Sean Kratz sentenced to life without parole in Bucks County slayings

Sean Kratz, who was convicted in the slayings of three young men found buried on a Solebury Township farm, has been sentenced to life in prison without the possibility of parole.

Authorities said Monday that they would not pursue the death penalty against the 22-year-old, who was convicted of first-degree murder and other offenses.

Sean Kratz, 22, was convicted of first-degree murder and other offenses.

The Bucks County district attorneys' office said Monday that it was dropping its pursuit with the understanding of the victims' families.

“I am awed by the grace demonstrated by the Finocchiaro family in helping me to make this difficult decision to not pursue the death penalty against the defendant,” District Attorney Matthew Weintraub said.

“I am reminded, that we do this not for the defendant’s benefit, but for our own. It is the right thing to do, and now this criminal saga is over," Weintraub added. "I hope that the families of Jimi Patrick, Dean Finocchiaro, Tom Meo, and Mark Sturgis can take solace that both DiNardo and Kratz will die in prison for what they did to their boys.”

Authorities say Kratz helped his cousin, 22-year-old Cosmo DiNardo, lure the men to a Solebury Township farm where they were shot, set on fire and buried.

Kratz showed little emotion as he was convicted, dropping his head and staring at the defense table as the verdict was read.

The Philadelphia man went to trial after rejecting an earlier plea deal. DiNardo, who was identified as the leader of the plot, pleaded guilty and was sentenced to life in prison.

Prosecutors said DiNardo lured the victims to his family's Solebury farm in 2017. Authorities said Kratz shot 19-year-old Dean Finocchiaro in the head and served as a lookout while DiNardo killed Mark Sturgis, 22, and Tom Meo, 21. The victims’ bodies were burned in a makeshift pig roaster and buried in a 12-foot-deep hole.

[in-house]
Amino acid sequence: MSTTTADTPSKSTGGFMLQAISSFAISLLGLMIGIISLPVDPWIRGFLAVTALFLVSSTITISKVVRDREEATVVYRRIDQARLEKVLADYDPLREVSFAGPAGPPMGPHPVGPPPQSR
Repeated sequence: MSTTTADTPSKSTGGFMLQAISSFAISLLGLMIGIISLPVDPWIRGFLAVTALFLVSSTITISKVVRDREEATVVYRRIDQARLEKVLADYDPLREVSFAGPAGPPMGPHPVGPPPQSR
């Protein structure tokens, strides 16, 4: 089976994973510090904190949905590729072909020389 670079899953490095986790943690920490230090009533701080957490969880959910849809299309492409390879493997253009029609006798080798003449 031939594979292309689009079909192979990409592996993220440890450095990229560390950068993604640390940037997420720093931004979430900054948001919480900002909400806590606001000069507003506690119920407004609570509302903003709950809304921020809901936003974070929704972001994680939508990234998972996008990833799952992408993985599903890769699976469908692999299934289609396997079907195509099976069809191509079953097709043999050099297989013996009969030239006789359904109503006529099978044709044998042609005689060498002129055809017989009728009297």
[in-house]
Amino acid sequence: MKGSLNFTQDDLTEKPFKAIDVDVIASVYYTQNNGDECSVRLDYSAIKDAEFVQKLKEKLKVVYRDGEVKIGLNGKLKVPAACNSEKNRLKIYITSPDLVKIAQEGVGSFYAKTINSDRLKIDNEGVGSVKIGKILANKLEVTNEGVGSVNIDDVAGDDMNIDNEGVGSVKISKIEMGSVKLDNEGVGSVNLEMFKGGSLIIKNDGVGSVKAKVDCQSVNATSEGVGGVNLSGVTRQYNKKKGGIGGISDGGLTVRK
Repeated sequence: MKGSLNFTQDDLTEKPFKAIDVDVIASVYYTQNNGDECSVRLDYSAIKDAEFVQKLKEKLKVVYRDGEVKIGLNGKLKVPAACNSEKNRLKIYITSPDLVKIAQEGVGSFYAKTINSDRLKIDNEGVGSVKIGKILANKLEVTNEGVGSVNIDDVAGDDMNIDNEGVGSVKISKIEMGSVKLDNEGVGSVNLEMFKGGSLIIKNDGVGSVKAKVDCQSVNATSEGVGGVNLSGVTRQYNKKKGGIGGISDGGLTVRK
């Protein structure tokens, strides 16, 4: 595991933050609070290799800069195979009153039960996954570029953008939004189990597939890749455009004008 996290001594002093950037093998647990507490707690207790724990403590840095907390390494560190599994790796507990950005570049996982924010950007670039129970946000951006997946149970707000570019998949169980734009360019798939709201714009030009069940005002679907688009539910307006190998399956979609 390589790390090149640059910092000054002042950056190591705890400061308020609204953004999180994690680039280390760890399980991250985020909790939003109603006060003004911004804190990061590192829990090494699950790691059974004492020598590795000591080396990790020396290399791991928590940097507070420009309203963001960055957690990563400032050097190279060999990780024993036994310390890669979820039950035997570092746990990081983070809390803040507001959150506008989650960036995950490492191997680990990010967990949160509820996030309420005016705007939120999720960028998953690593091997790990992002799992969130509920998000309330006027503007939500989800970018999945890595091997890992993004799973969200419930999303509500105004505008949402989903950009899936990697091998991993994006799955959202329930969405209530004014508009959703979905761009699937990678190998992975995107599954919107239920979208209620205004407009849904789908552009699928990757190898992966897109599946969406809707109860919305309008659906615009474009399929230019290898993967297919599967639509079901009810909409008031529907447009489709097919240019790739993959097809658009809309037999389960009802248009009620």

Kratz was convicted of first-degree and second-degree murder for killing Finocchiaro and voluntary manslaughter in connection with the other two victims.


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Prosecutors said the victims went to the farm because DiNardo had promised to sell them a large quantity of marijuana. Kratz and DiNardo were "on a mission to kill, rob, burn and bury bodies,” Assistant District Attorney Kate Kohler told jurors.

She rejected the defense claim that Kratz was coerced by DiNardo, saying he could have called for help or even turned the gun on his cousin. She called the slayings "just something fun to do that day because they could."

One of the victims survived his gunshot wound, but Kratz told police that DiNardo then ran over him with a backhoe.

After the killings, prosecutors said, Kratz and DiNardo went for cheesesteaks.

There was a possibility that DiNardo would testify at his cousin’s trial, but prosecutors said he rejected their subpoena. Kratz did not take the stand in his own defense.

DiNardo also confessed to killing another man two days earlier.

During the trial, jurors heard a recorded confession that Kratz made as he was preparing to plead guilty to third-degree murder. Kratz wound up rejecting the offer, which would have put him in prison for at least 59 years for the crimes.

His attorney, A. Charles Peruto Jr., said Kratz was manipulated into giving the confession.

Prosecutors and the defense are under a gag order in the case and declined comment after the verdict.

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The Associated Press contributed to this report.